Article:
The camel-coated brigade



 Racial superiority is a mere pigment of the imagination

Walter Tull, the grandson of a slave in Barbados, was Britain’s second black football star, playing in midfield and on the wing for Tottenham Hotspur and Northampton Town. He was also the first player to suffer racist abuse. 

A mere 90 years or so after Tull’s playing day’s, it would appear that racism and football are still sadly intertwined. Last week it was Liverpool’s Cisse on the end of some vicious ‘monkey chanting’, before that we have seen Wright-Phillips, Cole and Campbell suffer in much the same way. 

In the nineteenth century some scientists went to quite extreme lengths to prove that there were races. These scientists were all white Europeans and Americans, and not surprisingly they felt that white people were superior. Various schemes of classifying ‘races’ ‘proved’ that white people were more civilized and more intelligent than anyone else. 

Taken to their logical extreme, these ideas were the justification for Hitler’s attempts to exterminate ‘lesser peoples’, and for many other racist atrocities. 

The opinion of most scientists today is that there are no races. The attempt to categorize people into races was based on a few physical features-especially, the most noticeable feature of all, skin colour. 

In fact, when we look at other physical features, a very different picture emerges. Blood groups for example have nothing to do with skin colour. There are no clear cut races. 

Although the older and cruder kinds of racism are no longer considered acceptable, a variety of beliefs based on ideas about racial difference survive. One of the most enduring is about sporting ability. 

When Tirunesh Dibaba won the women’s 10,000 meters in Helsinki last week, how many of us reading this now either subconsciously or consciously made a comment or allowed a thought to enter your head about the Ethiopian learning her craft by ‘running away from lions’ or ‘legging it to school every morning because there were no buses’?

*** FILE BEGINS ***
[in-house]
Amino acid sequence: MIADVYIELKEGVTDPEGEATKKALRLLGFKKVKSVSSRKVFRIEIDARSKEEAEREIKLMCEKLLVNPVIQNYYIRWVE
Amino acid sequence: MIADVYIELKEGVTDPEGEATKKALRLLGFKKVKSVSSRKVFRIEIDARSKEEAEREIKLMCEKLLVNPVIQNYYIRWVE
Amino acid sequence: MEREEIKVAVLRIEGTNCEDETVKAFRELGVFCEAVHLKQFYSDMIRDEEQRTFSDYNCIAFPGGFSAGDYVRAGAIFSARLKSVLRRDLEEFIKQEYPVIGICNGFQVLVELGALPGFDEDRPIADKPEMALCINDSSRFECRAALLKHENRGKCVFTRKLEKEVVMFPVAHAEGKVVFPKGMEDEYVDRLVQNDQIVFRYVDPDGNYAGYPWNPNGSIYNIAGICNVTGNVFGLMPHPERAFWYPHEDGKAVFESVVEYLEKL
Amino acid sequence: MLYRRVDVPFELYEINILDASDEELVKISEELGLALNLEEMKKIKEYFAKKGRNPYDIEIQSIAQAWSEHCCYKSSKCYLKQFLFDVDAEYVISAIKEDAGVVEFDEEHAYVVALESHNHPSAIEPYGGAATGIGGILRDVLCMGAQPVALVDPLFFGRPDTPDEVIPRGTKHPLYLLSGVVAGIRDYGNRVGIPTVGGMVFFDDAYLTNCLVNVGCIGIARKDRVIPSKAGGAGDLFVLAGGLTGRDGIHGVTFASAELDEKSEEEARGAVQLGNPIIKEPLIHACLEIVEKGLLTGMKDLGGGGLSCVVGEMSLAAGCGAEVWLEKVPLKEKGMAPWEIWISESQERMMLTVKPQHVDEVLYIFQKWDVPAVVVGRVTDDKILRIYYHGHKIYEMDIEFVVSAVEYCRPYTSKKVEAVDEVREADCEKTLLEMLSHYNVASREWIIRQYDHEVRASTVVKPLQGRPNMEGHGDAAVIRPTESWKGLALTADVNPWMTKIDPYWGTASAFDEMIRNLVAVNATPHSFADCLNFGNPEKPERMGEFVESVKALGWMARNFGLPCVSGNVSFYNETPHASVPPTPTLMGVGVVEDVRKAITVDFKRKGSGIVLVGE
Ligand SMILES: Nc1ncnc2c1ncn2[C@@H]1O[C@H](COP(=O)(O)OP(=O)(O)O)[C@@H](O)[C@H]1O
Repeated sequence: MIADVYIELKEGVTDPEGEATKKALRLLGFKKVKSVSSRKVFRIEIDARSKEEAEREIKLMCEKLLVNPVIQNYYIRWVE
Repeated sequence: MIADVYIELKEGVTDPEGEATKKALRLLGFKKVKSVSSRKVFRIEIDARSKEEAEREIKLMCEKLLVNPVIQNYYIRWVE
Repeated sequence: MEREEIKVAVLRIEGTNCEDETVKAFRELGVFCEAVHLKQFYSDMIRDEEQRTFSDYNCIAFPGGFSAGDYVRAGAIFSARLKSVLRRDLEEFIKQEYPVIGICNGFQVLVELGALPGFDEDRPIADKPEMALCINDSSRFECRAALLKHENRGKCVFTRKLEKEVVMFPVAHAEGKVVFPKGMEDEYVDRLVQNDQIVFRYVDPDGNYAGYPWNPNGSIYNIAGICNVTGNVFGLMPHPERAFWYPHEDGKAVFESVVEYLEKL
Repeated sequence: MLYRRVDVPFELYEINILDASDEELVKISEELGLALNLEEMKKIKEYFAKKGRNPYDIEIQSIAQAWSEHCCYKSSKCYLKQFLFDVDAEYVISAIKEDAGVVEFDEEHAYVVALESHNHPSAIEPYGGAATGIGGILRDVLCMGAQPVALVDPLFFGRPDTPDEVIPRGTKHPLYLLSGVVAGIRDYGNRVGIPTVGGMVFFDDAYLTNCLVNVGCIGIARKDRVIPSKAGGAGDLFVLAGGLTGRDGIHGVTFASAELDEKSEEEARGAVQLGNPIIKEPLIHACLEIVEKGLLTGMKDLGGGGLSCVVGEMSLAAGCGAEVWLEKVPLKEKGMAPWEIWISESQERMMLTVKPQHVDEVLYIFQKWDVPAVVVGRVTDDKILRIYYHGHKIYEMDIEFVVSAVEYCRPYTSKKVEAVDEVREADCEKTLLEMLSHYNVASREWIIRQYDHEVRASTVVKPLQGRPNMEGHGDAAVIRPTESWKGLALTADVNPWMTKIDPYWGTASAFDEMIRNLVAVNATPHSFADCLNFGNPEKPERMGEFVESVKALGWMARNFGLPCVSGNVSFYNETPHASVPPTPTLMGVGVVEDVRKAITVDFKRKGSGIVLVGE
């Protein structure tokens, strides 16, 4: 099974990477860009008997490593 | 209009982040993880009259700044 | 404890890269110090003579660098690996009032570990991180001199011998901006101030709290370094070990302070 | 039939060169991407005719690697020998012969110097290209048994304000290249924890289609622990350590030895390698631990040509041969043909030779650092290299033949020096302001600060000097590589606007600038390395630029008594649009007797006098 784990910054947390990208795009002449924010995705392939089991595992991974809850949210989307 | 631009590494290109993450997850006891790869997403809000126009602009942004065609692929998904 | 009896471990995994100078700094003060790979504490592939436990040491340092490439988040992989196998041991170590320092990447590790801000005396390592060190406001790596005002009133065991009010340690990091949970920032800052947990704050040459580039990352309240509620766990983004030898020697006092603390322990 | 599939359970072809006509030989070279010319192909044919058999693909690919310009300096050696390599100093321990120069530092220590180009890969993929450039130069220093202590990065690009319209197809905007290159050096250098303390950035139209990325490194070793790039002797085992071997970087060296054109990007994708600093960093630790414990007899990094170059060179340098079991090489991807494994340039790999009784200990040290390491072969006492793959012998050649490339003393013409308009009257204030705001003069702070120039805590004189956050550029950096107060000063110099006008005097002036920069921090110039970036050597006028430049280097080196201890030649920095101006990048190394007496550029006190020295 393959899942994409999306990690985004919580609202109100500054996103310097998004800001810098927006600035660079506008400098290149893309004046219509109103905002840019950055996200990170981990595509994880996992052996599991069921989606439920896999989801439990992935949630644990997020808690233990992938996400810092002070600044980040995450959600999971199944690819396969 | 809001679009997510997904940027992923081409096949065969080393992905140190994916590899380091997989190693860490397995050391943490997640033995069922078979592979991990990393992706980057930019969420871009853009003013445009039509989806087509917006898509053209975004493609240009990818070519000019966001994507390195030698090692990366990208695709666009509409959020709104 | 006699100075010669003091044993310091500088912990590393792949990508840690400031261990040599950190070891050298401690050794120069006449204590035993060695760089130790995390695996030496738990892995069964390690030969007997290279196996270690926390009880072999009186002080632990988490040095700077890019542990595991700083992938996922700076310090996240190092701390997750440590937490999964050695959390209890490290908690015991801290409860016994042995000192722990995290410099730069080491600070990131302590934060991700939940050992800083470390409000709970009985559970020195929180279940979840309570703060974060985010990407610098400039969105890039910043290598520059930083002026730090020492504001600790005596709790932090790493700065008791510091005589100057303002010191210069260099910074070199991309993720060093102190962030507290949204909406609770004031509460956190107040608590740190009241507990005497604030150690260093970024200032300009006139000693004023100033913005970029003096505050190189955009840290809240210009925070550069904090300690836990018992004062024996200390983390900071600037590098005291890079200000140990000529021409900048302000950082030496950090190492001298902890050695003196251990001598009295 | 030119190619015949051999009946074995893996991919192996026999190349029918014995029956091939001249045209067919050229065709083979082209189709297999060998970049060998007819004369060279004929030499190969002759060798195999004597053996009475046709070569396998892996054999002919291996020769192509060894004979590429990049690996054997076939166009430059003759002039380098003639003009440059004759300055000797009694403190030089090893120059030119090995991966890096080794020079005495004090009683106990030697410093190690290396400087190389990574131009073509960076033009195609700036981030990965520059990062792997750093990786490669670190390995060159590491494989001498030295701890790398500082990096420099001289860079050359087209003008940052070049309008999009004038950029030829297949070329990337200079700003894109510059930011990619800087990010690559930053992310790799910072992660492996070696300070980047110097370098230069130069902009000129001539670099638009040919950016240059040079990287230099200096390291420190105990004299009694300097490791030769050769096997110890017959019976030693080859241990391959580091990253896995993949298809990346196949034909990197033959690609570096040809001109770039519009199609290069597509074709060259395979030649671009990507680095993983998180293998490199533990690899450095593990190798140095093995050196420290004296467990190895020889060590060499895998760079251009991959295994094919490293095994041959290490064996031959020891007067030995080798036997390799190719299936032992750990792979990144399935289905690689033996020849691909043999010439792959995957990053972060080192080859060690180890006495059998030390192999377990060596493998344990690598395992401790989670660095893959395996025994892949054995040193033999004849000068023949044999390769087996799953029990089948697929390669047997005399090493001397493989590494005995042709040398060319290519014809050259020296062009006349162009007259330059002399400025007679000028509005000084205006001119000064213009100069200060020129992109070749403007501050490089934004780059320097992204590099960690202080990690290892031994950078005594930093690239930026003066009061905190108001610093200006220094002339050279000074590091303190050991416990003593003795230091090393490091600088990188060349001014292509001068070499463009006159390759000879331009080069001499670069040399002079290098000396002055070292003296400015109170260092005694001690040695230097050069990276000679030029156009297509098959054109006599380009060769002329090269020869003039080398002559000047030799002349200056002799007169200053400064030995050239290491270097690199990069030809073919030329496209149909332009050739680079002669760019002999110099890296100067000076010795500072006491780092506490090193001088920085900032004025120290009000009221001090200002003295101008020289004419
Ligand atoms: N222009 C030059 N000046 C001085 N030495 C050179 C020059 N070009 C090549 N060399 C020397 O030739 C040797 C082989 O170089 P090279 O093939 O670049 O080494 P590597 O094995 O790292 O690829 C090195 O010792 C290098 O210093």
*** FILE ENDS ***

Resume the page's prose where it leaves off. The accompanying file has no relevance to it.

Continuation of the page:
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Games Room

Hand on heart? 
How many of you attribute Kenyan long distance runners talents to ‘big nostrils’ or being ‘born at altitude’? 

How many of us reckon the fact that black people make up 10% of the population in the USA, yet represent 70% of the top NBA players is simply down to the ‘long limbed nigger gene’? 

How many of us only 25 years ago ‘knew’ that black footballers could never be a success in Britain? ‘They couldn’t stand the cold, and in any case their ‘natural’ talent was only useful in flashy wing play; they don’t have the grit and determination to play in other positions. These ideas now sound ridiculous, and they are. 

Yet still racism persists. 
It persists in society and its returning to our national sport. 

The worst thing about the current wave of racism in this country is that more often than not it comes from ‘nationalist’ groups such as the BNP and the like. Groups professing to care about Britain, and to care about its heritage, yet spouting nothing more than vile half truths in order to court favour with the narrowest of minds. 

Ironically ‘political’ groups such as these have done little to but the ‘Great’ back into Britain and contribute nothing to the country they profess to care so much about.

And so back we come to Walter Tull. When world war one broke out, Tull, like many others, put away his football boots and immediately joined the first football battalion of the Middlesex regiment. Tull quickly progressed through the ranks and despite military regulation to prevent ‘any Negro or person of colour being an officer’, he received his commission in May 1917. 

On 25th March, 1918, 2nd Lieutenant Tull was ordered to lead his men on an attack on the German trenches at Favreuil. Soon after entering no mans land he was hit by a German bullet. Tull died that day and his body was never found.

If I haven’t done enough to convince you of the stupidity of racism, and the desperate need to break its connection with sport that appears to refuse to go away, let me end with a simple fact. 

In 1914 shortly before war broke out a British football club were in negotiations with Northampton Town to sign Walter Tull. 

Who were these champions of political correctness, standing up for the founding fathers of afro-Caribbean footballers on these shores? 

Who exactly was it that wanted desperately to sign the black Methodist from Barbados?

Glasgow Rangers. 

Mind how you go. 


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